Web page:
Republicans are being out-fundraised on the national level as the November mid-terms approach. But they’ve got a significant “enthusiasm advantage” that could prove to be more important.
The Democratic Congressional Campaign Committee (DCCC) and Democratic Senatorial Campaign Committee (DSCC) raised a combined $43 million as of the last March reporting cycle. The National Republican Congressional Committee (NRCC) and the National Republican Senatorial Committee (NRSC) raised $25 million.
That’s an $18 million difference – not chump change in an election season that everyone is watching. But there is a 20-point “enthusiasm gap” between Republicans and Democrats, according to the latest Gallup tracking poll. Fifty-seven percent of Republicans say they are "very enthusiastic" about voting, compared to 37 percent of Democrats. Independents also indicate higher Republican voting tendencies this fall.
That could mean everything during the mid-terms, when getting voters to the polls is more than half the battle. President Obama has already started on a national campaign to counter Republican grassroots enthusiasm, with speeches and online videos that plead Democrats to come out to the polls.
Obama has an uphill battle ahead of him. This summer is shaping up to be a repeat of last summer’s tea party mania, and special elections in Virginia, Massachusetts and New Jersey seem to indicate that the tide has turned in the Republicans’ favor.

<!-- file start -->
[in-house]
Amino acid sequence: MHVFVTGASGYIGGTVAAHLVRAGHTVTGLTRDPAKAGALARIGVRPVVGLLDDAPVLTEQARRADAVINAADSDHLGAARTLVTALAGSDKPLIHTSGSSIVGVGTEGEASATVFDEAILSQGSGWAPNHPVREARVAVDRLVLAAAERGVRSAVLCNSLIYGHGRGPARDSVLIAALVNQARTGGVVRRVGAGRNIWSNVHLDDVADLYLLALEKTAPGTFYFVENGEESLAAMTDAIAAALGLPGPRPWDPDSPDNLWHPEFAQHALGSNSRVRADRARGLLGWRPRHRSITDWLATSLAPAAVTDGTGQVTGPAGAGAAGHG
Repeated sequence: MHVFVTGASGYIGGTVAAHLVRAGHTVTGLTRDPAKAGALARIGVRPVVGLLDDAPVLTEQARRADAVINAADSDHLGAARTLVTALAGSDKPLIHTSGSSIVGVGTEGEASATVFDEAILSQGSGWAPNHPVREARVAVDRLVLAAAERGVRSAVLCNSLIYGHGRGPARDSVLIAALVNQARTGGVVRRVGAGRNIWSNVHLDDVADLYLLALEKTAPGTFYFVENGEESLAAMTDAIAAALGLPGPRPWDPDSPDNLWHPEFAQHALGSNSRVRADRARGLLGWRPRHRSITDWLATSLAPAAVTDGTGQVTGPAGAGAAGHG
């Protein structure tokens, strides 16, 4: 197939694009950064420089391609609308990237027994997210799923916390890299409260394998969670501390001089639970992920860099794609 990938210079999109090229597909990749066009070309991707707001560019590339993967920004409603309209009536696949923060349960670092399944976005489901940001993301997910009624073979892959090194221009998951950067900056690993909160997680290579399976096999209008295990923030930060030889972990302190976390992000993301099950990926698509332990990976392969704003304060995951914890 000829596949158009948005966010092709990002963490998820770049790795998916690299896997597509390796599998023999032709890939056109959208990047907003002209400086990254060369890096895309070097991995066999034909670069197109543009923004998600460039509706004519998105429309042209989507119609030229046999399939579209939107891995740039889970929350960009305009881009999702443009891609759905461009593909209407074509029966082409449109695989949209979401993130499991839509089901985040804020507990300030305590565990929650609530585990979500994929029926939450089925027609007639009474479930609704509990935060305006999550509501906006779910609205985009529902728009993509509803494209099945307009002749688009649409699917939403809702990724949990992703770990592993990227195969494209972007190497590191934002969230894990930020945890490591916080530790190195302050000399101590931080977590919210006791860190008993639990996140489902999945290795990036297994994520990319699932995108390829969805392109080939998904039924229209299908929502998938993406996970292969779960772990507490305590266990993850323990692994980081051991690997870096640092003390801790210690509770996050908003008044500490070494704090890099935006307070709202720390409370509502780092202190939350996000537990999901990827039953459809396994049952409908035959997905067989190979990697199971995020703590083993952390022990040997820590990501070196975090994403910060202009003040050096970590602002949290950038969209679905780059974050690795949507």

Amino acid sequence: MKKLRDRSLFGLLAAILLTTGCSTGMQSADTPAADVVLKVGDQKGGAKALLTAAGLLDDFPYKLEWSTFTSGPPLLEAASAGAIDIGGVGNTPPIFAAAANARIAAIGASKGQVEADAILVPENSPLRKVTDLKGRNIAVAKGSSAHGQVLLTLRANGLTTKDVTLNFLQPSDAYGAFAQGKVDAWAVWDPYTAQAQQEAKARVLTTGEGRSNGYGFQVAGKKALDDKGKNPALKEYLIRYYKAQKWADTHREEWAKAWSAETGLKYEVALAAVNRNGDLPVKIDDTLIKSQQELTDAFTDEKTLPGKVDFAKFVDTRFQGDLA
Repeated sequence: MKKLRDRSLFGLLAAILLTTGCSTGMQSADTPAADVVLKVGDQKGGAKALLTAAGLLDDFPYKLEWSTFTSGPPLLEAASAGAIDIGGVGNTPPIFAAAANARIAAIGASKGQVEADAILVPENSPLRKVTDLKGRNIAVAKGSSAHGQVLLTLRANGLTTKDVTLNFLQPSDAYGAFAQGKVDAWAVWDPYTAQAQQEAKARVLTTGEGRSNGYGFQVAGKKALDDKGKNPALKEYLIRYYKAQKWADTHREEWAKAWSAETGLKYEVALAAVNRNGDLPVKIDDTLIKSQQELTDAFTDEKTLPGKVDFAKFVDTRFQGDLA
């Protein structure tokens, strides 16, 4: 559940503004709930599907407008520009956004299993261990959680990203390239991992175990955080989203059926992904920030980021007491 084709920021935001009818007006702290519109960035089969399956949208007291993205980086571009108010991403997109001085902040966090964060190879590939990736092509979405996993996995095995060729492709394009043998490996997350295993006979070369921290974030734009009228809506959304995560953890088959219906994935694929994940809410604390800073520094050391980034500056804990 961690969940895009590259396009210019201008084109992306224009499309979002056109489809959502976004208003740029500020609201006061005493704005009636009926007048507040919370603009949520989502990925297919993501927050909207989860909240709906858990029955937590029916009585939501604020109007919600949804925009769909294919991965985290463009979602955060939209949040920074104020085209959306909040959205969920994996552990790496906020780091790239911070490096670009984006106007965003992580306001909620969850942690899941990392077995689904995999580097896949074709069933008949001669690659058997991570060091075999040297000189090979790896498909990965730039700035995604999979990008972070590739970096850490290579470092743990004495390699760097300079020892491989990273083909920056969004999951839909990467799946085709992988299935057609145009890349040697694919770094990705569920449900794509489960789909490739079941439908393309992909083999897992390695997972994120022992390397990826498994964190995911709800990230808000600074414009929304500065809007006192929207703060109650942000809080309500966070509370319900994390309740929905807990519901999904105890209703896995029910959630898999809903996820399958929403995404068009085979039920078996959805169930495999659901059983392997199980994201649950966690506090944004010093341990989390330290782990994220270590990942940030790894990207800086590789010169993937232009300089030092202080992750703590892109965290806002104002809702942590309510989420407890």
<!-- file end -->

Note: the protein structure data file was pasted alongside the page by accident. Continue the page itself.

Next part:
Then again, money talks. Even if it doesn’t talk, it generates buzz, and buzz talks. In their bestseller “Game Change,” Mark Halperin and John Heilemann talked about the “freak show” of media coverage that led to Barack Obama’s unpredictable election. Obama arguably won because he generated enough money-less buzz to begin with, and then capitalized on that buzz to out-raise his opponent for the rest of the campaign.
Additionally, there is an upper limit to an “enthusiasm advantage.” Obama out-spent McCain by more than 60% in 2008, and we all know how that ended up; McCain was underwater on television, direct mail, and paid campaign staff. This discrepancy led Karl Rove to conclude that golden rule may translate into “he who has the gold rules.” Furthermore, incumbents have fundraising advantages across the United States, and the majority of incumbents are currently Democrats.
NRCC Chairman Sen. Pete Sessions (R-Texas) has reiterated his desire to simply keep pace with Democratic fundraising efforts, even if Republicans cannot match them. After that, grassroots support can carry the GOP to victory.
But that overall political strategy would seem to butt up against political spending strategies in the next two elections. Both the NRCC and the NRSC have indicated that they will spend all the cash they have come this November, without saving any for the 2012 Presidential cycle. That means they know this November is important.
Those Republicans organizations might not have any choice except to spend everything they’ve got if the numbers stay where they are.